However, digital files, are unstable themselves. When it comes to reliability, digital data have a clear advantage over analogue when it comes to transmission over communication channels and direct copying. However, the opposite is true when it comes to storage. Analog data has the clear advantage. If even a little part of digital data is damaged, it is extremely difficult and expensive to recover it - sometimes impossible. A tiny damaged area can potentially cause the entire file to be unreadable - many times it can cause an entire collection of files to be unreadable. If analogue data is damaged, only the damaged area is affected, and in most cases, the damaged data can be easily recovered or fixed albeit often using digital means.

I strongly feel that we are at risk of losing an astronomical number of photographs of an entire generation (or more). 50 years from now, I bet that most people won't be able to show their grandchildren their baby photos because the parents used a digital camera and stored the photographs on an unreliable CD-R. Of course, they did so innocently and completely unaware of the risks. Perhaps the children of this generation are not going to care but I think that the parents would. None of the manufacturers of popular digital storage devices or digital camera makers warn anybody about this, of course. Expense of upkeep and conversions to newer digital formats is another factor. JPEG may be around for a while and will be readable for a long time. More problematic are the gazillion different RAW file formats.

Hollywood is going back to film. Why? Because it is way less expensive to store and maintain. A study done by Academy of Motion Picture Arts and Sciences found that a digitally recorded movie master costs over $12,500 a year for storage and maintenance, whereas a movie master originally shot on film costs just over $1,000.
Source: http://www.nytimes.com/2007/12/23/business/media/23steal.html

Contrary to the popular belief, digital is not free. I hope that people will start realizing this sooner rather than later. I wouldn't look for digital camera makers or media manufacturers to come up with solutions to the problems I mentioned above either as a solutions would mean less $$$$ in their pockets.

In the current state of technology, film is still the best solution for long term storage. Many photographers, in fact, are now recording their photographs that were originally captured digitally onto film for this reason.

The discovery of Capa's negatives couldn't have happened at a better time. Unfortunately most of the world doesn't even know who Robert Capa was but at least photography enthusiasts should know who he was and his photographs. I truly hope that the discovery of Capa's negatives will result people questioning the current state of digital photography and demand better. How about affordable storage media that is reliable for decades not years? How about cameras with upgradeable sensors so one doesn't have to buy a whole new camera every time they want more MP's? To tell you the truth, I don't think it will happen. Maxell and Sony will make more money selling lots of unreliable DVD-R's instead of selling fewer reliable DVD-R's. Canon and Nikon will make more money selling people entire new cameras instead of individual sensor upgrades.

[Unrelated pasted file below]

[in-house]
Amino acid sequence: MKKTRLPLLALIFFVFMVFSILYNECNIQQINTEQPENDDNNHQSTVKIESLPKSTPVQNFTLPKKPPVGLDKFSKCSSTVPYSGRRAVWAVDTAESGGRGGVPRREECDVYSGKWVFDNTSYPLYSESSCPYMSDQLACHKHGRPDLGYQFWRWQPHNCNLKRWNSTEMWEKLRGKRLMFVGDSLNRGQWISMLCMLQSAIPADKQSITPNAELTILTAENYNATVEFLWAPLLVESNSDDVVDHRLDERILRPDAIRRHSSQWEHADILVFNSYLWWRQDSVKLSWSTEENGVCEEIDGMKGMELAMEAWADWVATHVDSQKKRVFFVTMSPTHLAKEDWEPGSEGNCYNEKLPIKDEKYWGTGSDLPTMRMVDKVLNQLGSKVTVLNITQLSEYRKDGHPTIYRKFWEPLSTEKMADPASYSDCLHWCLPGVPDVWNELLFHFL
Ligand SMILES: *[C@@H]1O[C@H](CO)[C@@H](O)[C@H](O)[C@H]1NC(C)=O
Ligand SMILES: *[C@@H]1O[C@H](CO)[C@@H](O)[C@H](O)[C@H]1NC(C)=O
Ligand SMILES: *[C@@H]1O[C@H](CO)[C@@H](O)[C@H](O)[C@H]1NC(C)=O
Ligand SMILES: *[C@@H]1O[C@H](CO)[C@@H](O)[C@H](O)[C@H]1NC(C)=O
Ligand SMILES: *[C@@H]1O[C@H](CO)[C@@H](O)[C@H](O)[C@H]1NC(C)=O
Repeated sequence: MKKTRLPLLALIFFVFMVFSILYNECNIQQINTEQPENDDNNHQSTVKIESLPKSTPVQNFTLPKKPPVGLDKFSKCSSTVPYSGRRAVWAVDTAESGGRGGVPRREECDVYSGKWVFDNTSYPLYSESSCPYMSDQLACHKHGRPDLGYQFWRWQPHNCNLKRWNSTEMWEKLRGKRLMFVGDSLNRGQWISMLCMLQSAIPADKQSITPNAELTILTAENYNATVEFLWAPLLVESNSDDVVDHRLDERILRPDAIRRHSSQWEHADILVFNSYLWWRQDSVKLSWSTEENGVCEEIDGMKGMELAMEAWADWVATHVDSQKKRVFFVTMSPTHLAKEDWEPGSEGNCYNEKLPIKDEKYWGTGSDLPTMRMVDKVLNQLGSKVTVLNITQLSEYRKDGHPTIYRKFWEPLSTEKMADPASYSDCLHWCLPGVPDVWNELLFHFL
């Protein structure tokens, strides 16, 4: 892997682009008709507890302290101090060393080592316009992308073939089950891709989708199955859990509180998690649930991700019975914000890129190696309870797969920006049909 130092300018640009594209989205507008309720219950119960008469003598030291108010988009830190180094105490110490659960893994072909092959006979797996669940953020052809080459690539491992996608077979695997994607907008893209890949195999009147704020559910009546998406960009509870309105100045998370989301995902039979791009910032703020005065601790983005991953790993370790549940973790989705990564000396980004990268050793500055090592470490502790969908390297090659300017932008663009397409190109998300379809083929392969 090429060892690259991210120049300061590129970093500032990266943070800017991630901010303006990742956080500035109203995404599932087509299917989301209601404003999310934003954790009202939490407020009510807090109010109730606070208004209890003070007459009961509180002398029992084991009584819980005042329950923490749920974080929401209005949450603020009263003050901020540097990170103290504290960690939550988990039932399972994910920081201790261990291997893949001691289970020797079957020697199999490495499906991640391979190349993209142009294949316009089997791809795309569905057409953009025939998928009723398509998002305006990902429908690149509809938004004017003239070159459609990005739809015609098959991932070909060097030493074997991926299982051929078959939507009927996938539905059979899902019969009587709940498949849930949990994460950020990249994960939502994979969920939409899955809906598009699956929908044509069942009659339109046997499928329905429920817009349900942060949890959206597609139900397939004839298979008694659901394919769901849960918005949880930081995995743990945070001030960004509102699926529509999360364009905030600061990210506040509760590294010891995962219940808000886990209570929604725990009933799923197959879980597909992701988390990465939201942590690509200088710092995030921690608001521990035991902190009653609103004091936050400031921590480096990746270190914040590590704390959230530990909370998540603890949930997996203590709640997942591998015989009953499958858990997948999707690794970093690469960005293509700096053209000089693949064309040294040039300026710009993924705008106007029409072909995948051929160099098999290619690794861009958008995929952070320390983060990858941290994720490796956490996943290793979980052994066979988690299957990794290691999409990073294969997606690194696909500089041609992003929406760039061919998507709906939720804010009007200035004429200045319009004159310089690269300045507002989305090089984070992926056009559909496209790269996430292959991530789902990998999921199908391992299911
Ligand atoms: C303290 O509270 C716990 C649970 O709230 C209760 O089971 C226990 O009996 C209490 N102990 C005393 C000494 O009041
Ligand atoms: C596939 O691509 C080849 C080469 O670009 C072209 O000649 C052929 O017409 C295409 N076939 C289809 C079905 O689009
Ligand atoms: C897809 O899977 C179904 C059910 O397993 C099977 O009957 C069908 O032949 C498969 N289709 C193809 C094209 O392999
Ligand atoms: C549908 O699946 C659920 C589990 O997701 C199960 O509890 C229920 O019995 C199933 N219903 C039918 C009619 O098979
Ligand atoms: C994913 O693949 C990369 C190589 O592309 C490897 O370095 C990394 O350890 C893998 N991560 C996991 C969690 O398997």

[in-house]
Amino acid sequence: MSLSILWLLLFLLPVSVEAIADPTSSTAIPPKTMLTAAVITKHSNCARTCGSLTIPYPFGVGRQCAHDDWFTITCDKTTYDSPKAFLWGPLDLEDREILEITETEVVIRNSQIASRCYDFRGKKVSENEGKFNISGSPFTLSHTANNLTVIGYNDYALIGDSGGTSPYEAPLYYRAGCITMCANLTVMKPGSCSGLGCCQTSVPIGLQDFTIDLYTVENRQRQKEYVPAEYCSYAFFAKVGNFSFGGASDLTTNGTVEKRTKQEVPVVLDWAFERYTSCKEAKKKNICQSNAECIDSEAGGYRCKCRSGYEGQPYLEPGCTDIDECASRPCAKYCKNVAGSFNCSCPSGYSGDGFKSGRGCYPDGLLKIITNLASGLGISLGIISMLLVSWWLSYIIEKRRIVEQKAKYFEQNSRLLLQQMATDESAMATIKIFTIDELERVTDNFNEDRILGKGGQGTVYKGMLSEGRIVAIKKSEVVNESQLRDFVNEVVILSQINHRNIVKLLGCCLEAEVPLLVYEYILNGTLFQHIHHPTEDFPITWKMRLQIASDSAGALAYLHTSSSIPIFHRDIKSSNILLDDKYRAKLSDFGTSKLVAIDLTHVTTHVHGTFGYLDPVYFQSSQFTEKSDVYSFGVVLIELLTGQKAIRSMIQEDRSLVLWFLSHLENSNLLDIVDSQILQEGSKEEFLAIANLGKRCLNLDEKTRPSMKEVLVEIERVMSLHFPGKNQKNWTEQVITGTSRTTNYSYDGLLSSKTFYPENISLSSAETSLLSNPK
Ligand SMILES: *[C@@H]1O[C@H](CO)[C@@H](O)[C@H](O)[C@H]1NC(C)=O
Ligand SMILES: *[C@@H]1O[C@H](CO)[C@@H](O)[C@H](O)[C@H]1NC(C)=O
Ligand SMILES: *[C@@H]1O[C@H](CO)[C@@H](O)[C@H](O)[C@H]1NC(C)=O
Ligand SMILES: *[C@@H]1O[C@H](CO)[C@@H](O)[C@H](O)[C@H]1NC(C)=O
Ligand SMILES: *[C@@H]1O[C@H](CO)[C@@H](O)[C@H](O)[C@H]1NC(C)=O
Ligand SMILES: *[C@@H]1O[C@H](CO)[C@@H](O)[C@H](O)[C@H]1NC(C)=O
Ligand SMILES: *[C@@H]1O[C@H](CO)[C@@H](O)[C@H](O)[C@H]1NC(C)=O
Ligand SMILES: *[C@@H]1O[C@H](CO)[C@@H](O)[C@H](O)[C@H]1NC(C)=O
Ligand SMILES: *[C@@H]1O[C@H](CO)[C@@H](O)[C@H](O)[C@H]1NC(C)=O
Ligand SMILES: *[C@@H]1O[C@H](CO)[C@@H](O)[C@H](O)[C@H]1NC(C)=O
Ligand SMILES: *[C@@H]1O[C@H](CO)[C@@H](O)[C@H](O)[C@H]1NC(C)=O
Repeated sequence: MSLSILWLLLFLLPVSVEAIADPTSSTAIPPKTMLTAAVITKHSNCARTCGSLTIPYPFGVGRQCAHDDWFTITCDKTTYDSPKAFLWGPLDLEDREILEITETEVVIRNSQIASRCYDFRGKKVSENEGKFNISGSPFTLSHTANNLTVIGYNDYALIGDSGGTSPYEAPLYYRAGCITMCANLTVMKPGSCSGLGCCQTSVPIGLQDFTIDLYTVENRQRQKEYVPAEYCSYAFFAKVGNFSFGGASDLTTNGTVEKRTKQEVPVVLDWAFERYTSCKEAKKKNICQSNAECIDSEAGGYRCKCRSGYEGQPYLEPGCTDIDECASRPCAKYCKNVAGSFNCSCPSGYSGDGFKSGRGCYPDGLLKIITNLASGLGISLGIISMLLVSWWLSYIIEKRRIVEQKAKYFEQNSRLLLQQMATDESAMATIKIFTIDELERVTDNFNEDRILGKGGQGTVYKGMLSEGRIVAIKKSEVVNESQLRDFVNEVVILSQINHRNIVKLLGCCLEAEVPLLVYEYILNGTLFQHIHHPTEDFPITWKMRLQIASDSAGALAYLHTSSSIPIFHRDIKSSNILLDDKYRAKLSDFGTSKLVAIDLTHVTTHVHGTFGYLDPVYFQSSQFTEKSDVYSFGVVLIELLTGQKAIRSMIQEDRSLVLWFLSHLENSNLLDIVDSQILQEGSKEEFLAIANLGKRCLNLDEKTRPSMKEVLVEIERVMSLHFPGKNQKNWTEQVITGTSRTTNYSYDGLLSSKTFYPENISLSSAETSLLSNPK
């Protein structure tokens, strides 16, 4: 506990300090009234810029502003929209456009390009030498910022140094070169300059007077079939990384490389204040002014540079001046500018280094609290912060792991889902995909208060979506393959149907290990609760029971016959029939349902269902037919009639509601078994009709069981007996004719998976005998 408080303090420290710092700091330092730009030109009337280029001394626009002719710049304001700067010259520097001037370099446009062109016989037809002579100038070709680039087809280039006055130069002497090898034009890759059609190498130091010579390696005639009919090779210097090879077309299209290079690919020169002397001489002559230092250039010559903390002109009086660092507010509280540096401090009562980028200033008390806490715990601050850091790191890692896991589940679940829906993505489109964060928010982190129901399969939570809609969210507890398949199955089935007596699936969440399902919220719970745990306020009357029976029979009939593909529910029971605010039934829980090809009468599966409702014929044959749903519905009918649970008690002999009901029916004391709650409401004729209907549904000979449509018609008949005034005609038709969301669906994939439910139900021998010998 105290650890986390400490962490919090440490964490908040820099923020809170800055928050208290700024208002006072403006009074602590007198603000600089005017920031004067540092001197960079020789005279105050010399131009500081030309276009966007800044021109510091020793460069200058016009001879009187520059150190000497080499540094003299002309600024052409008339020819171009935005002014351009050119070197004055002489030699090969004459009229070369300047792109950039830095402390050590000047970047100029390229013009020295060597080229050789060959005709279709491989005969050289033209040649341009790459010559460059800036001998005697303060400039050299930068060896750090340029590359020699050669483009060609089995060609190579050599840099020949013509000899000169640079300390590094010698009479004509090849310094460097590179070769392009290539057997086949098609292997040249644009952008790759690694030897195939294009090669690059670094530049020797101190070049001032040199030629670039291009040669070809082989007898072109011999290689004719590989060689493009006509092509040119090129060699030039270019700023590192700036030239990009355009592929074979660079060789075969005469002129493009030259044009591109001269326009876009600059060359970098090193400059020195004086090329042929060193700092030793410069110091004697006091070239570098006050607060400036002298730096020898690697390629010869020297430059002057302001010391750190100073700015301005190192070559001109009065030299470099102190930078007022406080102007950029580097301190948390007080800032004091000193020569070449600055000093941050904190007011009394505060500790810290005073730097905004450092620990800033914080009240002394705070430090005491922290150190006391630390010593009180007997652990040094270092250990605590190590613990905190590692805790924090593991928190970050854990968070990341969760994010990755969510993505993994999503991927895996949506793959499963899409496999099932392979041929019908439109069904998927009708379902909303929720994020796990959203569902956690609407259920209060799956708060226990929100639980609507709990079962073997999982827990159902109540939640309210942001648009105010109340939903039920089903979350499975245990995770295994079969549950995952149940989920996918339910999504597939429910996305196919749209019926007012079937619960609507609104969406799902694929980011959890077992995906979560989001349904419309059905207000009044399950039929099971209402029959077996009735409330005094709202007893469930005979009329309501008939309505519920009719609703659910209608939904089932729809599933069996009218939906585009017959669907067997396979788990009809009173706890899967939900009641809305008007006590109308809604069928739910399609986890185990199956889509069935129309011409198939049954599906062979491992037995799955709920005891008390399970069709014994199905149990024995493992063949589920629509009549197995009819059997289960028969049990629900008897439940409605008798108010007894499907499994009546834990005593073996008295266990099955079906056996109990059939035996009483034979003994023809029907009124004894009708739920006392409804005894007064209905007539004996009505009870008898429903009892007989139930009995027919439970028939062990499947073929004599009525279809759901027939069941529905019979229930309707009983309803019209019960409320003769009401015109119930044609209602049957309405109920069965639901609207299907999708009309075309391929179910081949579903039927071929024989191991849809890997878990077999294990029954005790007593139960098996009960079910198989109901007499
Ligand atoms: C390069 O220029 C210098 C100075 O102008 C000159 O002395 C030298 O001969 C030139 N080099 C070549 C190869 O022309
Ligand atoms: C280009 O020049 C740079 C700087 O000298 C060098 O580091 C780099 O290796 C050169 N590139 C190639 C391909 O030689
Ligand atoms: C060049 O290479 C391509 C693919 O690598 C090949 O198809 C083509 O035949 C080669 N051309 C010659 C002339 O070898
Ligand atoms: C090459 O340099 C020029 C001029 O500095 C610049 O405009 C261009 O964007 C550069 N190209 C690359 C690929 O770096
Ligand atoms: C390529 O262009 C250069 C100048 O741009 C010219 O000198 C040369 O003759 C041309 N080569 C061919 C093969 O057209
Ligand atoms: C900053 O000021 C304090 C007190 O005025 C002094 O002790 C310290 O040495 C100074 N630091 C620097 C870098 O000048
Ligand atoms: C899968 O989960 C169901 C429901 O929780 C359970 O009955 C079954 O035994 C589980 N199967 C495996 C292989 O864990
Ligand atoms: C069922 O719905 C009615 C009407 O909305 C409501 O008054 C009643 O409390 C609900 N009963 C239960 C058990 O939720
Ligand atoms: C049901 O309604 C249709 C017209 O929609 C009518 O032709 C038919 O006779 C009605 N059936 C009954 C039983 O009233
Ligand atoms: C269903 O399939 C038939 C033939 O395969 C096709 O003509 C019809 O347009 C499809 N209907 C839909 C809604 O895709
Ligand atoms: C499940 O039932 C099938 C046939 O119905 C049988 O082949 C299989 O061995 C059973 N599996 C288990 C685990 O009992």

In any case, I am very much looking forward to the inevitable book with the photographs captured in Capa's long-lost negatives. I hope the question of authenticity of "The Falling Soldier" will be put to rest with the assertion that it was a real documentation of Federico Borrell García's ultimate sacrifice in the fight against fascism. I also think that this story is is great for a Hollywood movie too... ideally captured on 35mm film, of course.


Last edited by on Wed Jan 30, 2008 8:50 am; edited 1 time in total
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Re: Robert Capa's Lost Negatives

Post by Chako on Wed Jan 30, 2008 8:35 am

That is all true Nando. However, I can find little to worry about using digital. As I have said, I have stored my photos for around 12 years now digitally and can honestly say I am the least worried about their survival. I have back up of back ups, and my originals still haven't deteriorated.

Film still has storage issues like anything else.
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Re: Robert Capa's Lost Negatives

Post by Nando on Thu Jan 31, 2008 5:47 pm

It looks like Magnum Photos will be the sole distributors of these images. Seems perfectly fitting since Magnum was founded by Robert Capa, Chim Seymour and Henri Cartier Bresson.

Here's Magnum's statement announcing the discovery. Some photographs shown of Capa, Seymour and, perhaps of Gerda Taro, in this particular announcement were not from the negatives.
<< Link >>

Here's one of Gerda Taro that I don't remember seeing before:

Caption reads: Collection Capa SPAIN. A photo of Gerda TARO on the Spanish front at Brunete, some 30 kilometers from Madrid in 1936, where she was later killed on, the 25th July 1937. photo Collection R.Capa/Taro MAGNUM (click on the photo for the source webpage).
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Re: Robert Capa's Lost Negatives

Post by Nando on Mon Apr 07, 2008 10:50 pm

Here's a new flash presentation by Trisha Ziff on the story of the lost negatives. Some contact sheets and more photos by Robert Capa, David 'Chim' Seymour and Gerda Taro!

EVERYBODY LOOK AT THIS!!!!! Smile

http://www.zonezero.com/exposiciones/fotografos/ziff/
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Re: Robert Capa's Lost Negatives

Post by Nando on Wed May 13, 2009 2:53 pm

Finally, the photograph's from Robert Capa's Mexican suitcase are available for viewing at the following website:

http://museum.icp.org/mexican_suitcase/gallery.html
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Re: Robert Capa's Lost Negatives

Post by Nando on Fri May 15, 2009 1:05 pm

More interesting articles on Capa:

An article written by José Manuel Serrano Esparza of the Leica Historical Society of America on his visit to the spot where Capa made his famous shot of the fallen soldier (Part 1 and Part 2):
http://elrectanguloenlamano.blogspot.com/2008_08_01_archive.html
http://elrectanguloenlamano.blogspot.com/2008_09_01_archive.html